I’ve largely been happy with this year’s longlist, but I’m afraid that Leigh Newman’s short stories simply don’t cut the mustard. I really should have loved this collection. After all, it’s largely about struggling women in Alaska. But Newman, at least to my aesthetic sensibilities, is more of a nonfiction writer who has turned into a fiction writer. She doesn’t possess the verve or the knack for narrative momentum that you find in such brilliant small-town chroniclers as Elizabeth Strout and Stewart O’Nan. The more interesting details of her stories (why Alaskans need air conditioning, why the People Mover is used in October) are really the springboards for essays or journalism, not fiction. Many of these stories, such as “High Jinks,” are banalities that go nowhere. The strongest material in the book is “Howl Plaza,” “An Extravaganza in Two Acts,” and the second section of “Alcan, An Oral History” — all of which steer us into the inner observations of these hardscrabble characters with fine details. But even this work was still not strong enough to grab my heart. I really wanted to know more about these people! But when your deepest concerns are about how much salmon and cashews you’re scooping from the bottom of a bag on a trip, then I may as well just go to the bodega and listen to some dude tell me stuff like this in person. In short, Newman doesn’t have the music of a true storyteller. And I’m utterly baffled as to why the National Book Award judges picked this title for the longlist. Networking perhaps? That’s the only reason I can fathom.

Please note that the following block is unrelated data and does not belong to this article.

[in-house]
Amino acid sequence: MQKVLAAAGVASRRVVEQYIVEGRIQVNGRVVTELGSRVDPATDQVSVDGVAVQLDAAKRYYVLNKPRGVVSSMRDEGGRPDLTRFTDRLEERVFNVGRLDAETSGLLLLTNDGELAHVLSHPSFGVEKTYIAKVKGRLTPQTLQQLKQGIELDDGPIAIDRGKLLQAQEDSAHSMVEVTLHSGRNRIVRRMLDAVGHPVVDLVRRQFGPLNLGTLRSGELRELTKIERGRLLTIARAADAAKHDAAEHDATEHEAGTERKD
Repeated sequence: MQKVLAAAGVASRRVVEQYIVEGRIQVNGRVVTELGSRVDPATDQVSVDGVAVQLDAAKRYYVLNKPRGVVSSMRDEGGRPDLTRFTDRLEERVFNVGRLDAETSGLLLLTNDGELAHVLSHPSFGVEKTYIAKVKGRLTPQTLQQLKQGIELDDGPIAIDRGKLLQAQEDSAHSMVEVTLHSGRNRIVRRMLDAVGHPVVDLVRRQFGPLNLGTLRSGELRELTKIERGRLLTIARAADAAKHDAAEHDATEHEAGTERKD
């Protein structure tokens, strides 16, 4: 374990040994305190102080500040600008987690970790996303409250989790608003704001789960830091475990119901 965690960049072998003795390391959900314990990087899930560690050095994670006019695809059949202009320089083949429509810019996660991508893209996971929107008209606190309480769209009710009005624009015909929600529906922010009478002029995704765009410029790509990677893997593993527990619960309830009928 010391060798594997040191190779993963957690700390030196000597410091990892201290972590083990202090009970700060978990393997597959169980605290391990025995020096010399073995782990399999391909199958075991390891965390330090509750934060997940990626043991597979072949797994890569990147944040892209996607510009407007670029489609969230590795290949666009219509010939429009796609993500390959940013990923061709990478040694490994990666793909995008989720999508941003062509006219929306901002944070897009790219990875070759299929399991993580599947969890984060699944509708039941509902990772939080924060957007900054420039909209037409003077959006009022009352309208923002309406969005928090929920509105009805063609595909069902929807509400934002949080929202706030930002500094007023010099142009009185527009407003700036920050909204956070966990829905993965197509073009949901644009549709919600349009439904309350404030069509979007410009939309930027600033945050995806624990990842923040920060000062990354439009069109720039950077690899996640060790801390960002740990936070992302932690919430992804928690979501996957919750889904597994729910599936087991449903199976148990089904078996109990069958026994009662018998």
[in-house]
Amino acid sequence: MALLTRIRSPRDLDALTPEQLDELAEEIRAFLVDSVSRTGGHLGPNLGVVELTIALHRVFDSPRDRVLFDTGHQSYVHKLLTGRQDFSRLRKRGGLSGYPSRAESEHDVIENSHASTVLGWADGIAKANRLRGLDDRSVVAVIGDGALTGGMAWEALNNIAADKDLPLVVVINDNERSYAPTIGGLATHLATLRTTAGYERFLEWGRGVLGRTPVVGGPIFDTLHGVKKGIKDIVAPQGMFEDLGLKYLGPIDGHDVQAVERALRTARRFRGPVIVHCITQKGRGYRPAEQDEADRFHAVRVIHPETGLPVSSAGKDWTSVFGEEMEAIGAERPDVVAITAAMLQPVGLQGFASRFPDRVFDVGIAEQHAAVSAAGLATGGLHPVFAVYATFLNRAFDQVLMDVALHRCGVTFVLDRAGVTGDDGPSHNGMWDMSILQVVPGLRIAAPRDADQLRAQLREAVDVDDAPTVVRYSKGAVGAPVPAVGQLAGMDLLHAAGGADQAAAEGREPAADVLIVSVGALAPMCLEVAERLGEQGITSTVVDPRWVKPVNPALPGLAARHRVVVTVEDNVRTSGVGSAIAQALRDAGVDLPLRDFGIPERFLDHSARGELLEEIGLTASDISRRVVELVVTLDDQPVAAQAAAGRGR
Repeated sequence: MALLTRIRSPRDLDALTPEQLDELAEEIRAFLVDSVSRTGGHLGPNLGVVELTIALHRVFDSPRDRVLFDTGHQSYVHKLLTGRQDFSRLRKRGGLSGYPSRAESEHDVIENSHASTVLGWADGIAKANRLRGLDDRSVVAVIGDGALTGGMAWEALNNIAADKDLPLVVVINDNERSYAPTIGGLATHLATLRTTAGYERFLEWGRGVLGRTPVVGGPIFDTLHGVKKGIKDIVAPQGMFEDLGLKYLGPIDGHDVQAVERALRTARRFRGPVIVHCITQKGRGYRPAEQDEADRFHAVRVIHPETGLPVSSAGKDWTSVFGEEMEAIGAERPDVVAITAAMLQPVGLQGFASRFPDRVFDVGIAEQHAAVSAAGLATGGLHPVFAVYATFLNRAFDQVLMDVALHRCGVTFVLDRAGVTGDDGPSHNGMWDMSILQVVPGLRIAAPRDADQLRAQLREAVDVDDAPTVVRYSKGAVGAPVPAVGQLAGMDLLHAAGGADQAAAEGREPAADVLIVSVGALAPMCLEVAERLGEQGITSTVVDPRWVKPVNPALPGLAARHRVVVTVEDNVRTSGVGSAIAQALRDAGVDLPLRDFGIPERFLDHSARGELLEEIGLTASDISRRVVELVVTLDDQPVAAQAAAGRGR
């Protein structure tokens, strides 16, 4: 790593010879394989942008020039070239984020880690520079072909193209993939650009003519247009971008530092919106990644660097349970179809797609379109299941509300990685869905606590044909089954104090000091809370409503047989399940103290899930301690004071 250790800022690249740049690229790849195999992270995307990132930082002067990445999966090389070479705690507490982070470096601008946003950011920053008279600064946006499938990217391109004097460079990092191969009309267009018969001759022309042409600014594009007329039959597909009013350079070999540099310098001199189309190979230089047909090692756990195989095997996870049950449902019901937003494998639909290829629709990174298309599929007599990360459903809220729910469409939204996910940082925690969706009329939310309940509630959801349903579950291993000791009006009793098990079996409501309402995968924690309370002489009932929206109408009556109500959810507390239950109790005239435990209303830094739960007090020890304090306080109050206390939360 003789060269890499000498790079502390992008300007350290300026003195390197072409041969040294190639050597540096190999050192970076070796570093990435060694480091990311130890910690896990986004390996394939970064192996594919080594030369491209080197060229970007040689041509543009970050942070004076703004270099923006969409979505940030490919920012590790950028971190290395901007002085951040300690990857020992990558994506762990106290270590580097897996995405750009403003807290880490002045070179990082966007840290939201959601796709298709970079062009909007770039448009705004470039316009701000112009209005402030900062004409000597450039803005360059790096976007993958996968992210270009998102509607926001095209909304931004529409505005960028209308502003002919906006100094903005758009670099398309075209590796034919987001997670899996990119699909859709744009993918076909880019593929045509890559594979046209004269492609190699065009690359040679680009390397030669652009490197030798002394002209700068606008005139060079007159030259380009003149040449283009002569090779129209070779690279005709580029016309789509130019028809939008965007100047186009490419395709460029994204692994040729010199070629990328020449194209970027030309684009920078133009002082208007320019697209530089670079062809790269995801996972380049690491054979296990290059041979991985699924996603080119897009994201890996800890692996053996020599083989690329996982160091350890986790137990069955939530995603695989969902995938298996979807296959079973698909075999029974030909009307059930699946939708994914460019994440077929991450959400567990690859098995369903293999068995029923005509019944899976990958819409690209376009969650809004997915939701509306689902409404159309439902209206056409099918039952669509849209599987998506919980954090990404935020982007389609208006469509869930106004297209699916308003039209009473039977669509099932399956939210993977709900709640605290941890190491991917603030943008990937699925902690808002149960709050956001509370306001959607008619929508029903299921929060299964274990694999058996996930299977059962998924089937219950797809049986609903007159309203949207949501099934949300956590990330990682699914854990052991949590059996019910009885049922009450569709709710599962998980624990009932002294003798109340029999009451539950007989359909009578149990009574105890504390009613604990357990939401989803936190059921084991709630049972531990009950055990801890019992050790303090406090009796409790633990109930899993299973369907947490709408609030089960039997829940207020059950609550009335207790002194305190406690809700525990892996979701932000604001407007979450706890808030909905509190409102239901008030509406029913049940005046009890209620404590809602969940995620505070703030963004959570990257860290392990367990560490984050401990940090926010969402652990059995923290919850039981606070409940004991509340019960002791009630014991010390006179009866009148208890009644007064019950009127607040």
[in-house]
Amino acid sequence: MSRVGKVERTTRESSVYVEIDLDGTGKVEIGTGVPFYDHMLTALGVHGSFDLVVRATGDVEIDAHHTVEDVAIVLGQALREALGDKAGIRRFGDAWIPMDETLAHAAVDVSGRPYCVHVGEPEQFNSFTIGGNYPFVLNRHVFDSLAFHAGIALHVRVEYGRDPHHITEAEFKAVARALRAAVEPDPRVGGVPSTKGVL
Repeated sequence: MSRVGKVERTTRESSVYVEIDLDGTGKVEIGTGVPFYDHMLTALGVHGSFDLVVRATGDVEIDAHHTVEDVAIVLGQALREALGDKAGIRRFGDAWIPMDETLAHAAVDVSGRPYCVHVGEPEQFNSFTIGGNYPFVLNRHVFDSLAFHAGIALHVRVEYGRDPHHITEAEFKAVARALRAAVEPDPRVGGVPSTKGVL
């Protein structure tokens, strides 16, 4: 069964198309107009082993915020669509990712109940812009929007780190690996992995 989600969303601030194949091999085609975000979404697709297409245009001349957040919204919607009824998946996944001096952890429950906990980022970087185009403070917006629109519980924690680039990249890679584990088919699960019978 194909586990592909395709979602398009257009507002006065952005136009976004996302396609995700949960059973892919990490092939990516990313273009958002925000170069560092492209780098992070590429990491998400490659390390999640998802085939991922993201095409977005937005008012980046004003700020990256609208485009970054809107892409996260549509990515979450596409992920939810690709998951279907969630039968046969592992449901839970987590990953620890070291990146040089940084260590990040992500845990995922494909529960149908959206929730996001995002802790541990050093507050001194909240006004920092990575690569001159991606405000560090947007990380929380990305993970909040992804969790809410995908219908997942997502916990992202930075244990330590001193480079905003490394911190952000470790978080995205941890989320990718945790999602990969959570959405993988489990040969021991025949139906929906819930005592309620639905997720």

Yes, it’s true! Only two miniature hit pieces from The Most Hated Man in PublishingTM! That’s how good the longlist is this year!
7. Ramona Emerson, Shutter